Tsuro
– Image by BGG contributor jeremiahlburns

With only three players, it was slow to get going, but before long  Yellow and Orange had fallen off the board leaving Red to take her second win of the evening.  Just as Red was finishing off her competitors, Pink was trying to use his thief to steal two treasure cards only to find that they were both “moon” cards.  As two moon cards had already been found, that finally brought Slavika to a very abrupt end with Cerise the clear winner.  This left time for another quick game of Tsuro, this time with all seven players joining in.  With Pink’s help, Blue managed to run out of space after just a few turns and spent the rest of the game egging Orange into pushing Red off the board.  Before long Cerise, Yellow and Red had all joined Blue spectating and the game was hanging in the balance with it unclear whether Grey, Pink and Orange would come out on top.  Unfortunately for them, neither Grey nor Orange had useful tiles and Pink ran out the clear winner.

Slavika
– Image by BGG contributor cnidius

The evening finished as it began with just Blue and Pink.  Tempted though they were to have another go a finding the oneiric doors, they decided instead to play the “Feature Game”, Harbour.  This is a recent successful KickStarter project and is a neat little worker placement game with a market manipulation twist.  The idea is that each player has a single worker and can place them on one of the central buildings or a building owned by one of the players (at a cost if it is not their own).  Each building enables players to buy goods or exchange goods they already have for other goods.  Alternatively, some buildings allow players to sell goods and buy a building, and this is where the dynamic market comes in.  There are four types of merchandise, and each has a value, but each can only be sold if a minimum quantity is reached.  For example, players may get $5 for shipping fish, but they must have a minimum of five fish in order to be able to sell them.  Meanwhile, wood may only yield $2, but players will only need two in order to be able to sell.  When someone sells something in the market, demand changes the values at market, with the values of unsold goods increasing and the value of items just sold dropping.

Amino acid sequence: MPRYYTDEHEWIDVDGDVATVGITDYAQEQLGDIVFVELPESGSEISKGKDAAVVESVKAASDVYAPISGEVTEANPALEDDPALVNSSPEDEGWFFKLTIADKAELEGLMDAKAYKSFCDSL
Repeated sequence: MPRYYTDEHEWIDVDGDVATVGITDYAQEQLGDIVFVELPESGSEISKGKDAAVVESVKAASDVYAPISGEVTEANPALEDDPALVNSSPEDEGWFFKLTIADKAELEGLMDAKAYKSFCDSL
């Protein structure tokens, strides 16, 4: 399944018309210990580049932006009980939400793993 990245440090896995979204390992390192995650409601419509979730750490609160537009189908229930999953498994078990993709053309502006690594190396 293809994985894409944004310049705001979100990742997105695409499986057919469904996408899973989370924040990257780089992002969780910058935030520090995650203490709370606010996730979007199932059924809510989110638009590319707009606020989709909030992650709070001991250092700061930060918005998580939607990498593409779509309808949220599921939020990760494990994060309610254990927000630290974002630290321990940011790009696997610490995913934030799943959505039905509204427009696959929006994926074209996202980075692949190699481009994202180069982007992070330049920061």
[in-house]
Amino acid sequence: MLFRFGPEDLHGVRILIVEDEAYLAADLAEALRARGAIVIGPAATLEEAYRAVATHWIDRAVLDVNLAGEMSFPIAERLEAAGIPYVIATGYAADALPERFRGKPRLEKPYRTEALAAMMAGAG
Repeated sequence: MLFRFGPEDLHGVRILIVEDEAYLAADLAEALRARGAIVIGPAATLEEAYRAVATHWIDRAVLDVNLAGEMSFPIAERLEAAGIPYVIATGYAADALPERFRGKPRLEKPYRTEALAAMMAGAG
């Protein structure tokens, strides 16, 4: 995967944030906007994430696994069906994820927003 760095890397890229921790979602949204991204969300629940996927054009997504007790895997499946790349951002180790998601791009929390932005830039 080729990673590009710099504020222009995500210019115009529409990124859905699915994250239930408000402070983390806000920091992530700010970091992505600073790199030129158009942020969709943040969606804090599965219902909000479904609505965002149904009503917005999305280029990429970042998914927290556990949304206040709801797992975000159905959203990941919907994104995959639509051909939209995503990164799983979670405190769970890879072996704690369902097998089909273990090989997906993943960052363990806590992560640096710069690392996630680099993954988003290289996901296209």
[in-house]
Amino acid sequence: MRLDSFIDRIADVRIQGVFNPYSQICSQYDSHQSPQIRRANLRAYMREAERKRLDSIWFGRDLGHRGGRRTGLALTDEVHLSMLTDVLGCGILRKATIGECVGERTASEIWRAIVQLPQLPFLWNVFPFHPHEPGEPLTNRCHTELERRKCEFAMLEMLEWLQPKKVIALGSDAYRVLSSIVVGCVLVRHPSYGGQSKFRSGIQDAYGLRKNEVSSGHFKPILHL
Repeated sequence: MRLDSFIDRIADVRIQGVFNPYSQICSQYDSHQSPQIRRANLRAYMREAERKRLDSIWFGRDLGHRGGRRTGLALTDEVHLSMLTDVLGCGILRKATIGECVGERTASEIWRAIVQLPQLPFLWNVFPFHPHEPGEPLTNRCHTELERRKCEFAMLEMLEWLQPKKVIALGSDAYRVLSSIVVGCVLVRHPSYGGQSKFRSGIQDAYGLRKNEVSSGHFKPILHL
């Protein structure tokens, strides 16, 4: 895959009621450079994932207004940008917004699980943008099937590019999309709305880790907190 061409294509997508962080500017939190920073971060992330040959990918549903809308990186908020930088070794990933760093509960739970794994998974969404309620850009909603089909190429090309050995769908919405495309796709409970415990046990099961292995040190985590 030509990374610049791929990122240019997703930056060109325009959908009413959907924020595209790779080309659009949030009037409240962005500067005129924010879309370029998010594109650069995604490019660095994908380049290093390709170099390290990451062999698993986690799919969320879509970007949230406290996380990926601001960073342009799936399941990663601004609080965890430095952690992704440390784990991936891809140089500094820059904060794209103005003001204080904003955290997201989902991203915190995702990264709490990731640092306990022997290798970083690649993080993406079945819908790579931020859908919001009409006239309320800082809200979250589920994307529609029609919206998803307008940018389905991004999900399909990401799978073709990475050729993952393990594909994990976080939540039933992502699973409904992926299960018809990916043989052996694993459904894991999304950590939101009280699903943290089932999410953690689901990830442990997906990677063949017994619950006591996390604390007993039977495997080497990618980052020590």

Harbour
– Image used with permission of BGG reviewer EndersGame

Each player can store a maximum of six of each item, and unless they have a building that allows them to store goods when selling, if they sell, they must sell everything.  Thus, the game is all about timing and selling goods before other players and when the price is right.  The game ends when one player has built four buildings, leaving the other players with one final turn.  Blue and Pink had played the game once before and Pink was of the opinion that the person who managed to build four buildings first would win.  Blue was less convinced as she felt that that player could get once less turn and that would allow other players to buy more valuable buildings.  This wasn’t an opportunity to test these theories, however, as Blue quickly bought three high value buildings and Pink’s less profitable buildings were sufficiently undervalued to ensure that Blue’s commanding lead was insurmountable.  It is definitely an interesting little game though and will get another outing soon.